This year, Bollywood has seen a number of sequels release at the box-office. However, this week’s release NAAM SHABANA is not a sequel, but a prequel to the hit film BABY. Will NAAM SHABANA live upto the expectations at the box-office or not, let’s analyse.
NAAM SHABANA is a thriller that mirrors the private life of a secret agent and the drama and action that is associated with it. The film starts off with broad daylight murders of two secret agents. This is followed by the introduction of the ‘tit-for-tat’ natured Shabana Khan (Taapsee Pannu), who lives with her mother in the bylanes of Mumbai. Upon the insistence of her boyfriend Jai (Taher Shabbir Mithaiwala), Shabana reveals her disturbed past life wherein she was jailed by the juvenile court for killing her alcoholic and abusive father. One day, when Shabana becomes a victim of eve-teasing by handful of ‘well connected’ guys, Jai gets killed in the bargain. After knowing that the police is deliberately delaying the case to protect Jai’s killers, a frustrated Shabana gets an uncalled for help from Ranveer (Manoj Bajpayee), who promises to help her but on one condition that she joins the agency (RAW). The story then shifts to the rich locales of Kuala Lumpur (Malaysia), where resides Tony aka Michael (Prithviraj Sukumaran), the undisputed king of nefarious activities like arms supply, drugs and flesh trade. It is here Shabana meets Ajay Singh Rajput (Akshay Kumar) and Om Prakash Shukla (Anupam Kher) to help her in the mission. What was the deal that Ranveer had struck with Shabana, does she become successful in avenging the death of her boyfriend, what was the reason for which Shabana gets transported to Malaysia and in what way Ajay Singh Rajput and Om Prakash Shukla help her on foreign shores is what forms the rest of the film.
When NAAM SHABANA’s promos were released, even though it gave the viewers few flashes of its sequel BABY, it became successful in establishing its own identity. However, when it comes to the film, it is the writing that plays a bit of a spoilsport. The film’s screenplay (Neeraj Pandey) is such that the first and the second half come across as two different films altogether. So as a viewer, one doesn’t see much of a connect between the pre and post interval parts. In addition to that, the film’s screenplay fails to create that edge of the seat thrill that one expects from a film like this. Besides, NAAM SHABANA also has some jarring loopholes and cinematic liberties for which one can only blame Neeraj’s writing.
The film’s first half wins you over completely. Those who have seen BABY will see many of the situations being simply recreated and repeated in NAAM SHABANA. If that wasn’t enough, the songs also act as spoilsport at regular intervals. The film does have its own set of flaws and shortcoming in the form of the film’s villain giving out his masterplan to the protagonists without much ado.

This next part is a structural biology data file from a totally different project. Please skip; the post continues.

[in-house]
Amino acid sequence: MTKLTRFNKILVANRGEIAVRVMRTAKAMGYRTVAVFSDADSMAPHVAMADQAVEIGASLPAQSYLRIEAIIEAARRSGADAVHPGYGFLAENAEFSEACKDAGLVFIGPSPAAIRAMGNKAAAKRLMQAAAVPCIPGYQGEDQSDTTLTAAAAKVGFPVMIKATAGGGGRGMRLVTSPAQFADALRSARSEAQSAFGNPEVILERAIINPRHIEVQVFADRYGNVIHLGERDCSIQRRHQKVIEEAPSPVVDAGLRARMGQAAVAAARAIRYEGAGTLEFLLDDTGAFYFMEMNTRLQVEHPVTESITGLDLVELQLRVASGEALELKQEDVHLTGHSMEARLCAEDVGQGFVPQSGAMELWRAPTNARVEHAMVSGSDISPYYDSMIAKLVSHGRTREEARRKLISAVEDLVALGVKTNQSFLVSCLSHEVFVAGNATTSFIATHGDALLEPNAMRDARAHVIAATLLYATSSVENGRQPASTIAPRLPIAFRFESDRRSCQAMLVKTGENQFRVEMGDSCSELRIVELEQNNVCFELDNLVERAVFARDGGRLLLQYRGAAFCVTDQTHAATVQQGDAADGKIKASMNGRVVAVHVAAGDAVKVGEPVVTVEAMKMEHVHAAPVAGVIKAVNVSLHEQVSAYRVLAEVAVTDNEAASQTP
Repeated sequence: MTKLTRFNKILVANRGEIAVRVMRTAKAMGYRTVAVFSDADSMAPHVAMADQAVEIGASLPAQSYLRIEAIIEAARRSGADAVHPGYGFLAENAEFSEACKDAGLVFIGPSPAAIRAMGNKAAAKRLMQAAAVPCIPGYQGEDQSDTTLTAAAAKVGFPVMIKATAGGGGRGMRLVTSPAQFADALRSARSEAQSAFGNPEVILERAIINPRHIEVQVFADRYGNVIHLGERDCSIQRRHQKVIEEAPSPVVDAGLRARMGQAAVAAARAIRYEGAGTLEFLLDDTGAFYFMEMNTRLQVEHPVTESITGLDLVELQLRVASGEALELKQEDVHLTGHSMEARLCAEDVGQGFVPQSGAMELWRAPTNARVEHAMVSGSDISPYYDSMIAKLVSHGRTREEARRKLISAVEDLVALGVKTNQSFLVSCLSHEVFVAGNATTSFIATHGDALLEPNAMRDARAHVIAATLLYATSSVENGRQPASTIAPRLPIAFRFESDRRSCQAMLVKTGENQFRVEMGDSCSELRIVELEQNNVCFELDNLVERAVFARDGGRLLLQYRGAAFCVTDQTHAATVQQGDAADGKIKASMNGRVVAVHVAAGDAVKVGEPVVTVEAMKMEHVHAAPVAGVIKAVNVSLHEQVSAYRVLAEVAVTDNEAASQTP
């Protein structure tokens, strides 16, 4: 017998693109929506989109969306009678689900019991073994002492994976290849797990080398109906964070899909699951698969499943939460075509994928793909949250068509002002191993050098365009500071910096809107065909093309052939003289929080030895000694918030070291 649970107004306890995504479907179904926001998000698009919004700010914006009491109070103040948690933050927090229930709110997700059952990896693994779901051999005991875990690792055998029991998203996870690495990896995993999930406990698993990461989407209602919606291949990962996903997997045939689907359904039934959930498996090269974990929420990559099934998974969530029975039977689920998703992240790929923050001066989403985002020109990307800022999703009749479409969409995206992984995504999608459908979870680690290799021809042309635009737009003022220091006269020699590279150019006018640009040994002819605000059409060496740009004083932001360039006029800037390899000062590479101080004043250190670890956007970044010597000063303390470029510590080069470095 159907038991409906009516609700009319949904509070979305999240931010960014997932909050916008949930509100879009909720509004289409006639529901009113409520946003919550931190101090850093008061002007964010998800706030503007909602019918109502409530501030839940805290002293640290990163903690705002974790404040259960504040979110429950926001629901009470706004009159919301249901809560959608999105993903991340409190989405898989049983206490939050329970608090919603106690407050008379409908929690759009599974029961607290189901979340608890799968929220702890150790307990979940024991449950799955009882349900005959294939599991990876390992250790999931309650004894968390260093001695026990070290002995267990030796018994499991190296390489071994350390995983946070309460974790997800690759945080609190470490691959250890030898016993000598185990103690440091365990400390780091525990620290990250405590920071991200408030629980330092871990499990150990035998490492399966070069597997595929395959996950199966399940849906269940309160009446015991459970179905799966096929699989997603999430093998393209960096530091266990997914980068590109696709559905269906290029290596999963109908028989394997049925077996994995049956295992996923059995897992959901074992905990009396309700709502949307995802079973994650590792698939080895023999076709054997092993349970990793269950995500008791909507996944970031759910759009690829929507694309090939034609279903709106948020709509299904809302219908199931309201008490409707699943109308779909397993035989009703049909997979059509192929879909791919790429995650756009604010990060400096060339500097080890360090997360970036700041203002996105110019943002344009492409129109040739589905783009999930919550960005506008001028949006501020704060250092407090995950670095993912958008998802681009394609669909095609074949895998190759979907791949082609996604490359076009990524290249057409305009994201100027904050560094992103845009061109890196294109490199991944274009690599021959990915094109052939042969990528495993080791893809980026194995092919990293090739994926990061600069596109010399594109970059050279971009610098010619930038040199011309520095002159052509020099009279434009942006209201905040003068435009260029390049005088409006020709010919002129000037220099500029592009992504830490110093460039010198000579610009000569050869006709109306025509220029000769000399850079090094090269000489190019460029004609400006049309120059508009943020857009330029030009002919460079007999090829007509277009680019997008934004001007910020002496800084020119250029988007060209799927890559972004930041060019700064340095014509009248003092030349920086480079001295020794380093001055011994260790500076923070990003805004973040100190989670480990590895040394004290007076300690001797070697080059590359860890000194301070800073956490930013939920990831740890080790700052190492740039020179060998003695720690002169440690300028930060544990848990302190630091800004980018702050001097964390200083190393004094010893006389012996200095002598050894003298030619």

As for the performances, it’s the immaculate and spotless performance of Taapsee Pannu who steals the show. Taapsee Pannu, who impressed one and all with her performance in PINK, does a brilliant job once again in NAAM SHABANA. Be it emotional or action scenes, Tapsee shows how talented she is. It won’t be wrong to say that her portrayal of a headstrong and confident girl in the film comes across as one of her finest performances till date. She is followed by the brilliant performance by the extremely versatile Manoj Bajpayee, who, as always, delivers what was expected of him. The veteran actor Virendra Saxena is as impressive as the rest of the film’s characters like Anupam Kher and Danny Dengongpa. The shocking aspect of the film is that Akshay Kumar, who is one of the biggest and most talented stars in the country does get much to do in the film due to its limited script. His character at times looks forced into the film’s narrative. Even though he gets credited as a ‘special appearance’ in the film’s credits, one does feel that his character appears for quite a long time in the second half. After having made his debut as a hero in AIYYAA (with Rani Mukerji), the southern star Prithviraj Sukumaran did AURANGZEB in 2013. After a gap of 3 years, he returns to Bollywood with a negative character in NAAM SHABANA. He remains extremely true to his character and his role requirement to look menacing in the film.
The film’s cinematography (Sudheer Palsane) is praiseworthy. The way in which he has shot the bylanes of Mumbai is really worth a mention. The film’s editing (Praveen Kathikuloth) is decent.
On the whole, NAAM SHABANA is a well-made thriller with two contrasting storylines in the film’s two halves playing the spoilsport. However, given the strong brand value of BABY, decent interest quotient and lack of opposition at the Box-Office, will work out to be a huge advantage for the film. At the Box-Office, it will do decent to good business.
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